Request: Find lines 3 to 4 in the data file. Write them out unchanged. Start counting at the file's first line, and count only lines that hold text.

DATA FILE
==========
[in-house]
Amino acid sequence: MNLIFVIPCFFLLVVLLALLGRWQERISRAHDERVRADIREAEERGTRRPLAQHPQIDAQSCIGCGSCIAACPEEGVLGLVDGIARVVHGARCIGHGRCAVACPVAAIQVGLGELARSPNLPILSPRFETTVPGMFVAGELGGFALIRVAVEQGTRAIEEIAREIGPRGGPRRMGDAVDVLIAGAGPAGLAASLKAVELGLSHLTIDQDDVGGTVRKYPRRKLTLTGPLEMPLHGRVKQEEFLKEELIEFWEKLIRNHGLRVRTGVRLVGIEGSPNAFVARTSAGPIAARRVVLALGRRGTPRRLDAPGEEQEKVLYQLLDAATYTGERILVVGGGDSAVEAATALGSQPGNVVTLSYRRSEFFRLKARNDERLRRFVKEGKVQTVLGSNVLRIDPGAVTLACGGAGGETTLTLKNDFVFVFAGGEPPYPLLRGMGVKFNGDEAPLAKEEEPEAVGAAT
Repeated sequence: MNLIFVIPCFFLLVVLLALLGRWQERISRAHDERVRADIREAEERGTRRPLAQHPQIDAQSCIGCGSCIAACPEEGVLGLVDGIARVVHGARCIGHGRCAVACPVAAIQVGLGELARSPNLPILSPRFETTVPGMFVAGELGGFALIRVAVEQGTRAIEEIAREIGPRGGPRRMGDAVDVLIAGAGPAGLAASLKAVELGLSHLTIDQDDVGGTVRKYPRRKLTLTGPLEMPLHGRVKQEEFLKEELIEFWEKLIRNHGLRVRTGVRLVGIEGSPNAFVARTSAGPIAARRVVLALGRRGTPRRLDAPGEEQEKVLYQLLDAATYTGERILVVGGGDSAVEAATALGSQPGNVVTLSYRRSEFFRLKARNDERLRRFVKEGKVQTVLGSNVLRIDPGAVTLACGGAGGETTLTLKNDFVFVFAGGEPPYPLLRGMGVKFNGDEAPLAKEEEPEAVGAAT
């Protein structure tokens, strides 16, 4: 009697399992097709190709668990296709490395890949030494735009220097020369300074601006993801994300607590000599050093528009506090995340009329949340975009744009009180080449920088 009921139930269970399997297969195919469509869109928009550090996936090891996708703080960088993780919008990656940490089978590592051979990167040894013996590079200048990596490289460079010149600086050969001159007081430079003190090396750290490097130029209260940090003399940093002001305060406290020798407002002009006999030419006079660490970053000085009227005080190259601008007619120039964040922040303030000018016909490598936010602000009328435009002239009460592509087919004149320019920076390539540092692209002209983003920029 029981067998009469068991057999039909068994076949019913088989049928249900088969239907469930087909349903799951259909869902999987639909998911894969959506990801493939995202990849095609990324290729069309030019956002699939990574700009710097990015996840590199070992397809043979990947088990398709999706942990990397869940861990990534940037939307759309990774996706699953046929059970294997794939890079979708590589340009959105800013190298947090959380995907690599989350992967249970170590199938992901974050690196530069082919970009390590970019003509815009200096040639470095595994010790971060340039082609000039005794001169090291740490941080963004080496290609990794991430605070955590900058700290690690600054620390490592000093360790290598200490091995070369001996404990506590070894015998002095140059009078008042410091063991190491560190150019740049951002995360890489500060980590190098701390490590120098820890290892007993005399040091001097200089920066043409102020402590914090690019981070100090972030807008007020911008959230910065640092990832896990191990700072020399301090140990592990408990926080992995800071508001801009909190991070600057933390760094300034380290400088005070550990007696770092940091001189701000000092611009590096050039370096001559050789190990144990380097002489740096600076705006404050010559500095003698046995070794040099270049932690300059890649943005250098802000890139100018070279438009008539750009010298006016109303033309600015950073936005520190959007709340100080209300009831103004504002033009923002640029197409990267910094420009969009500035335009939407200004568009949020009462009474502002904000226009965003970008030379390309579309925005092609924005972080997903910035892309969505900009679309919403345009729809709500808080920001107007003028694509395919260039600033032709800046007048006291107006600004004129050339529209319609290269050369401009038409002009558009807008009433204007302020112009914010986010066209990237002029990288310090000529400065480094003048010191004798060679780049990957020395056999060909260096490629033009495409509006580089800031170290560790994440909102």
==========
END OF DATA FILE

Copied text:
Repeated sequence: MNLIFVIPCFFLLVVLLALLGRWQERISRAHDERVRADIREAEERGTRRPLAQHPQIDAQSCIGCGSCIAACPEEGVLGLVDGIARVVHGARCIGHGRCAVACPVAAIQVGLGELARSPNLPILSPRFETTVPGMFVAGELGGFALIRVAVEQGTRAIEEIAREIGPRGGPRRMGDAVDVLIAGAGPAGLAASLKAVELGLSHLTIDQDDVGGTVRKYPRRKLTLTGPLEMPLHGRVKQEEFLKEELIEFWEKLIRNHGLRVRTGVRLVGIEGSPNAFVARTSAGPIAARRVVLALGRRGTPRRLDAPGEEQEKVLYQLLDAATYTGERILVVGGGDSAVEAATALGSQPGNVVTLSYRRSEFFRLKARNDERLRRFVKEGKVQTVLGSNVLRIDPGAVTLACGGAGGETTLTLKNDFVFVFAGGEPPYPLLRGMGVKFNGDEAPLAKEEEPEAVGAAT
């Protein structure tokens, strides 16, 4: 009697399992097709190709668990296709490395890949030494735009220097020369300074601006993801994300607590000599050093528009506090995340009329949340975009744009009180080449920088 009921139930269970399997297969195919469509869109928009550090996936090891996708703080960088993780919008990656940490089978590592051979990167040894013996590079200048990596490289460079010149600086050969001159007081430079003190090396750290490097130029209260940090003399940093002001305060406290020798407002002009006999030419006079660490970053000085009227005080190259601008007619120039964040922040303030000018016909490598936010602000009328435009002239009460592509087919004149320019920076390539540092692209002209983003920029 029981067998009469068991057999039909068994076949019913088989049928249900088969239907469930087909349903799951259909869902999987639909998911894969959506990801493939995202990849095609990324290729069309030019956002699939990574700009710097990015996840590199070992397809043979990947088990398709999706942990990397869940861990990534940037939307759309990774996706699953046929059970294997794939890079979708590589340009959105800013190298947090959380995907690599989350992967249970170590199938992901974050690196530069082919970009390590970019003509815009200096040639470095595994010790971060340039082609000039005794001169090291740490941080963004080496290609990794991430605070955590900058700290690690600054620390490592000093360790290598200490091995070369001996404990506590070894015998002095140059009078008042410091063991190491560190150019740049951002995360890489500060980590190098701390490590120098820890290892007993005399040091001097200089920066043409102020402590914090690019981070100090972030807008007020911008959230910065640092990832896990191990700072020399301090140990592990408990926080992995800071508001801009909190991070600057933390760094300034380290400088005070550990007696770092940091001189701000000092611009590096050039370096001559050789190990144990380097002489740096600076705006404050010559500095003698046995070794040099270049932690300059890649943005250098802000890139100018070279438009008539750009010298006016109303033309600015950073936005520190959007709340100080209300009831103004504002033009923002640029197409990267910094420009969009500035335009939407200004568009949020009462009474502002904000226009965003970008030379390309579309925005092609924005972080997903910035892309969505900009679309919403345009729809709500808080920001107007003028694509395919260039600033032709800046007048006291107006600004004129050339529209319609290269050369401009038409002009558009807008009433204007302020112009914010986010066209990237002029990288310090000529400065480094003048010191004798060679780049990957020395056999060909260096490629033009495409509006580089800031170290560790994440909102």